Kyrsten Sinema meets Arizona students on hunger strike for the right to vote


A group of students participating in a hunger strike to demand congressional action on voting rights met with Democratic U.S. Senator Kyrsten Sinema, who opposed reform of obstruction rules that have stalled progress of legislation.

Now entering a sixth day of hunger strike, the group of 20 students from Arizona State University, the University of Arizona and other colleges in the state urged the Arizona senator to support federal voting rights legislation as well as an exclusion from systematic obstruction rules to prevent Republican obstruction.

Senate Republicans have invoked filibuster four times to prevent voting rights legislation from being voted on, and this year marked the first time that the landmark 1965 voting rights law was not passed. renewed with majority bipartite support.

Democrats need the support of at least 10 Republicans to reach a 60-vote threshold to break the filibuster in the equally divided Senate; a growing number of lawmakers and activists have urged Democratic senators to scrap filibuster rules to pass legislation with simple majority voting.

Members of AZ Youth Hunger Strike for Democracy spoke with Senator Sinema on December 9, the fourth day of their indefinite hunger strike, as they prepared to travel to Washington DC.

“Senator Sinema agreed with us that our voting rights are under attack by lawmakers in the states of Arizona and across the country, and confidence in our election is at an all-time low,” forward Georgia said. Linden. said in a press release.

“She thanked us for our efforts, expressed a desire to stay in the conversation and reiterated her support for the Freedom to Vote Act and the John Lewis Advancement of Voting Rights Act,” said Ms. Linden.

The group hopes that Senator Sinema “will do whatever it takes” when the time comes to pass the bills, she added.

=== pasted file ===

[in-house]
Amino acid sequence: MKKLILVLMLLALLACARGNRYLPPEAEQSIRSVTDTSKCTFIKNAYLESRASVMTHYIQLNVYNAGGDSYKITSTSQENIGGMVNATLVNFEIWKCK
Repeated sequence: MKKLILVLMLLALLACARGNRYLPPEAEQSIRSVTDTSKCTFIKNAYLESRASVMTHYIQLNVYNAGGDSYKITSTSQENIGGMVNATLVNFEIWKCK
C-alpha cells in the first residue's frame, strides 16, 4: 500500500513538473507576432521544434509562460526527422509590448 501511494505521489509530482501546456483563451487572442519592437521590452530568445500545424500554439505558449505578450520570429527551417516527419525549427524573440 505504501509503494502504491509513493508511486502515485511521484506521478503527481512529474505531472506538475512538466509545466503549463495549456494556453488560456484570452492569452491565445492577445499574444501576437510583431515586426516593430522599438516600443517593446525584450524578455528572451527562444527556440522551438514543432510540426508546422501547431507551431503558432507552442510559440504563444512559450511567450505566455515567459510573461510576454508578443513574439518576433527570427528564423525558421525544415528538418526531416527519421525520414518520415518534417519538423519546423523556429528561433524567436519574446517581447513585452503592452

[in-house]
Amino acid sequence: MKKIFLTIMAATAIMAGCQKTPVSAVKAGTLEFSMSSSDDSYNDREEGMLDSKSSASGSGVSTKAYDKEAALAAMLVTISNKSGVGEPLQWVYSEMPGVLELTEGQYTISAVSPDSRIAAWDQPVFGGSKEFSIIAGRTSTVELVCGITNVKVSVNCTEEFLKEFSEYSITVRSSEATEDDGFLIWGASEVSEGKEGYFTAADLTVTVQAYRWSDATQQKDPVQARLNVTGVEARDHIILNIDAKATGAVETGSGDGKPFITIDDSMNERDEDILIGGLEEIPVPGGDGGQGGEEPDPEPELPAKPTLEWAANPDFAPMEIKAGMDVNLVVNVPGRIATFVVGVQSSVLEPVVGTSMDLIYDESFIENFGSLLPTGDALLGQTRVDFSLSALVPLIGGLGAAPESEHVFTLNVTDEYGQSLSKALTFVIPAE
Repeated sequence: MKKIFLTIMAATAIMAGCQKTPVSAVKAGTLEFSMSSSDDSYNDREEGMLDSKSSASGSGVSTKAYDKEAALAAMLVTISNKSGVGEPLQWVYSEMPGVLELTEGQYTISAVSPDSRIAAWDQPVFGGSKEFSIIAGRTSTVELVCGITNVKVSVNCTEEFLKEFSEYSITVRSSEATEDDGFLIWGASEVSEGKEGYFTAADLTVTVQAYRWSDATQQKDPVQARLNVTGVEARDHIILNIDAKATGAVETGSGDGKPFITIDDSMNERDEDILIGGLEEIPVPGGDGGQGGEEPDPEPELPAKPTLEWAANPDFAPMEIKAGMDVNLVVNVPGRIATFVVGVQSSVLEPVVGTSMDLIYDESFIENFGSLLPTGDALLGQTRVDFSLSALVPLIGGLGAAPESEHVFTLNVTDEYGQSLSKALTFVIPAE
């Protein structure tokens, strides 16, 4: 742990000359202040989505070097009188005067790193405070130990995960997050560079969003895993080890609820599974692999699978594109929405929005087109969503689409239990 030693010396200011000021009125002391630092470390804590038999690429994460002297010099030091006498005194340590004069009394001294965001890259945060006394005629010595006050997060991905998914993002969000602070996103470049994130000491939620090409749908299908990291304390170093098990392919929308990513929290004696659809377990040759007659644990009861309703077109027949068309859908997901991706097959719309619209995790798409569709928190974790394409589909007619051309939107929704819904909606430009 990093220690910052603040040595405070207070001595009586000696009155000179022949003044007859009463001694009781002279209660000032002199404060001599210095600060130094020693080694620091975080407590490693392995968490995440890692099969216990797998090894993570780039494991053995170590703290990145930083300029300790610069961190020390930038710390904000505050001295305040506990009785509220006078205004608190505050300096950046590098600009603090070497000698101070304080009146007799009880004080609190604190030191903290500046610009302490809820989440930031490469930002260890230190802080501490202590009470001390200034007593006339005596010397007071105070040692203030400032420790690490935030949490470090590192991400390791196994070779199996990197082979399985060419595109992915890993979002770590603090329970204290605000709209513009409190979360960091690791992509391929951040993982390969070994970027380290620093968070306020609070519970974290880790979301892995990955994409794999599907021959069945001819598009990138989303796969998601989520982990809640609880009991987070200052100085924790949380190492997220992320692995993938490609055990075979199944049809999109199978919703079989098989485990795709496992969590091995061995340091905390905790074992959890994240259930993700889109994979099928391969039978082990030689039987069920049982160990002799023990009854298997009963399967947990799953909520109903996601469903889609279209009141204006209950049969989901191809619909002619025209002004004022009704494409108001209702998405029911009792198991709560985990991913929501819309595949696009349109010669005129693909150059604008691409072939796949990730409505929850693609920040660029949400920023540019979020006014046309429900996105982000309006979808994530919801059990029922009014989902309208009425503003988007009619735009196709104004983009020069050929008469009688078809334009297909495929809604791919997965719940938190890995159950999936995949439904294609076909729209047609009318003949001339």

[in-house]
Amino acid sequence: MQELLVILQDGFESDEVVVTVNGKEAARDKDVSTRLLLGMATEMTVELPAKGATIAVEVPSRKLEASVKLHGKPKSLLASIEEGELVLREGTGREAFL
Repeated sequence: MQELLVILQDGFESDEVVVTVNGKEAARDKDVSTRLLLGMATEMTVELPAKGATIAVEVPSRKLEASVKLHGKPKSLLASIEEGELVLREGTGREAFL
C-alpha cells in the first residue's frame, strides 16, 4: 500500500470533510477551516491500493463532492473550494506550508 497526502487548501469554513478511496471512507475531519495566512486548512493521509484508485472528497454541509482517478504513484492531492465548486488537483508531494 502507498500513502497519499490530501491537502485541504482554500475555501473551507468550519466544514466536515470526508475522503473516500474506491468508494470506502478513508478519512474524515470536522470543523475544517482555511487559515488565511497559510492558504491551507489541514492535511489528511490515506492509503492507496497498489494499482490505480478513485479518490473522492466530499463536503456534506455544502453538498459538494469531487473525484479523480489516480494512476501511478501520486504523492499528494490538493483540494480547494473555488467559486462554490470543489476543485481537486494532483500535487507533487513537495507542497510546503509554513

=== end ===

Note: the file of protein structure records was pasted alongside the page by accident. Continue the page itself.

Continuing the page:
The group has not received a response from Joe Biden’s administration regarding requests to meet “to discuss the moral urgency of the moment,” according to the group’s statement.

“We hope that by coming to Washington with an empty stomach but a heart full of determination, the President will agree to meet with us and, more importantly, to act with the urgency that this time demands,” said Linden.

Republican lawmakers in at least 19 states have enacted at least 33 restrictive voting laws this year, according to an analysis by the Brennan Center for Justice.

States are also in the midst of a decade-long process of redrawing their political boundaries for the first time in decades without significant federal oversight to prevent racial discrimination at the ballot box.

Senators Sinema and Joe Manchin – both Democrats – have opposed filibuster reform efforts, jeopardizing legislation they both co-sponsored.

Senate Republicans have rejected the move on the John Lewis Voting Rights Advancement Act, which seeks to revive and strengthen measures against racially discriminatory election laws after two U.S. Supreme Court rulings undermined key elements of historic civil rights law.

They also reduced the chances of voting on the For The People Act (twice) as well as a light version of “compromise”, the Freedom to Vote Act, which provides national standards for advance and postal voting and makes Election Day a national holiday, among other measures.

Senate Majority Leader Chuck Schumer has said he plans to reintroduce John Lewis’s Advancement of Voting Rights Act and the Freedom to Vote Act.


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